A Wall Street Journal editorial, “Medicaid’s Opioid Fix,” on Wednesday explains how Senator Ron Johnson, R-WI, uncovered a connection between the ObamaCare Medicaid expansion and opioid addiction:

A recent study by Express Scripts Holding found that about a quarter of Medicaid patients were prescribed an opioid in 2015. Wisconsin Sen. Ron Johnson presents intriguing evidence that the Medicaid expansion under ObamaCare may be contributing to the rise in opioid abuse. According to a federal Health and Human Services analysis requested by the Senator, overdose deaths per million residents rose twice as fast in the 29 Medicaid expansion states—those that increased eligibility to 138% from 100% of the poverty line—than in the 21 non-expansion states between 2013 and 2015.

There were also marked disparities between neighboring states based on whether they opted into ObamaCare’s Medicaid expansion. Deaths increased twice as much in New Hampshire (108%) and Maryland (44%)—expansion states—than in Maine (55%) and Virginia (22%). Drug fatalities shot up by 41% in Ohio while climbing 3% in non-expansion Wisconsin.

Using open source court files and news stories, Mr. Johnson’s office also found 261 cases of people who were recently prosecuted for exploiting Medicaid cards to obtain opioids. Last month an Army veteran was convicted of selling oxycodone pills with forged prescriptions. His co-conspirator paid for the pills with a Medicaid card.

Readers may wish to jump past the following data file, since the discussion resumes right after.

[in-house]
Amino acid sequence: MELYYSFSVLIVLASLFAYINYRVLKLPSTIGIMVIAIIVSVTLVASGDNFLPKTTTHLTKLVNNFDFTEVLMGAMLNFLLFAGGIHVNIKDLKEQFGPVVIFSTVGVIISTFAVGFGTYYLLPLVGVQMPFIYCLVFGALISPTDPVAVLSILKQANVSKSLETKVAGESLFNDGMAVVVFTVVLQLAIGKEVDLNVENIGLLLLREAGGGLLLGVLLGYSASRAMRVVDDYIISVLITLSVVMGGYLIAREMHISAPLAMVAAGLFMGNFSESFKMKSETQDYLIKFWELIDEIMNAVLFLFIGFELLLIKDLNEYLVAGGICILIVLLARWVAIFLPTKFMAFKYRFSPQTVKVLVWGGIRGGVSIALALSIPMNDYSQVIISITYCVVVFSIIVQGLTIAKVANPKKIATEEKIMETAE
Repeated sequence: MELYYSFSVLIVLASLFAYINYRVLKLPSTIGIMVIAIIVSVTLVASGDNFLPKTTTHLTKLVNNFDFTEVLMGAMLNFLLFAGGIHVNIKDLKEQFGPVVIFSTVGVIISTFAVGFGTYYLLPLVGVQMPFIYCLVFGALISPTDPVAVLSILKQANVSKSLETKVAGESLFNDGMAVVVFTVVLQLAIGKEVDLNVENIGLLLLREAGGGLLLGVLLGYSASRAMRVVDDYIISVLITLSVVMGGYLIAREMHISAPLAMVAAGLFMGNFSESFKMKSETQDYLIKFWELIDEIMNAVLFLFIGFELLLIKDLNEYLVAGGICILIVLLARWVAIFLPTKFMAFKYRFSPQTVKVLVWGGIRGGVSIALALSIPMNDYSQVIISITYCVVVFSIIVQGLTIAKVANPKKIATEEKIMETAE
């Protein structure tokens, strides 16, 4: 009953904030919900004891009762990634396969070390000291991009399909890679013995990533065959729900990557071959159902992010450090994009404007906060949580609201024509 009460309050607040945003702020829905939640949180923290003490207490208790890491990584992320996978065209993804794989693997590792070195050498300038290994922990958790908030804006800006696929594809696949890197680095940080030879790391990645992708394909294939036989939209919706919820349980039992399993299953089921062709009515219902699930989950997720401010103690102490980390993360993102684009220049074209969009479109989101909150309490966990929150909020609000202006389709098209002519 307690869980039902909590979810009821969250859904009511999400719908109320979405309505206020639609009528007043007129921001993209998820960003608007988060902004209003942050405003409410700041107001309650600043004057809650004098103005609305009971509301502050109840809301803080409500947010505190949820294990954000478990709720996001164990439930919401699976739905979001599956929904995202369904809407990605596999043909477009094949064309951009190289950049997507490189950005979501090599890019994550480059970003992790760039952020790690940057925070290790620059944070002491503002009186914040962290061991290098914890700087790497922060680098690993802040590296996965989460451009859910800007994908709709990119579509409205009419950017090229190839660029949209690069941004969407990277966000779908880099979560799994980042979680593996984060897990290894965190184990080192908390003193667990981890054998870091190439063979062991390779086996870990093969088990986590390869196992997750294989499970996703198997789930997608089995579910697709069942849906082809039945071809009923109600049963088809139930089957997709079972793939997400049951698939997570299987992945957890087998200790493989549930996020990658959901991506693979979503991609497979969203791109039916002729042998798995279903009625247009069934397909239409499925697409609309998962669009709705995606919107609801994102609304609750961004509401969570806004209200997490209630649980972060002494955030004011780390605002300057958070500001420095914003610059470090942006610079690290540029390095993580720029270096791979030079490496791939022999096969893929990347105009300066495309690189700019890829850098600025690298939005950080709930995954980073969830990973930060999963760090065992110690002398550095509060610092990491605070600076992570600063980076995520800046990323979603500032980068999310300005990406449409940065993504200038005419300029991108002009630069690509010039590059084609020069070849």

A police detective in Wisconsin told Mr. Johnson’s office that 240 oxycodone pills can be purchased with a Medicaid card for a $1 co-pay and resold for $4,000 on the street. A single Vicodin pill can fetch $50.

In a letter to the Inspector General for the Department of Health and Human Services, Mr. Johnson last month observed that “it appears that the program has created a perverse incentive for people to use opioids, sell them for large profits and stay hooked.” He’s asked the Inspector General to investigate Medicaid’s controls to prevent such abuses.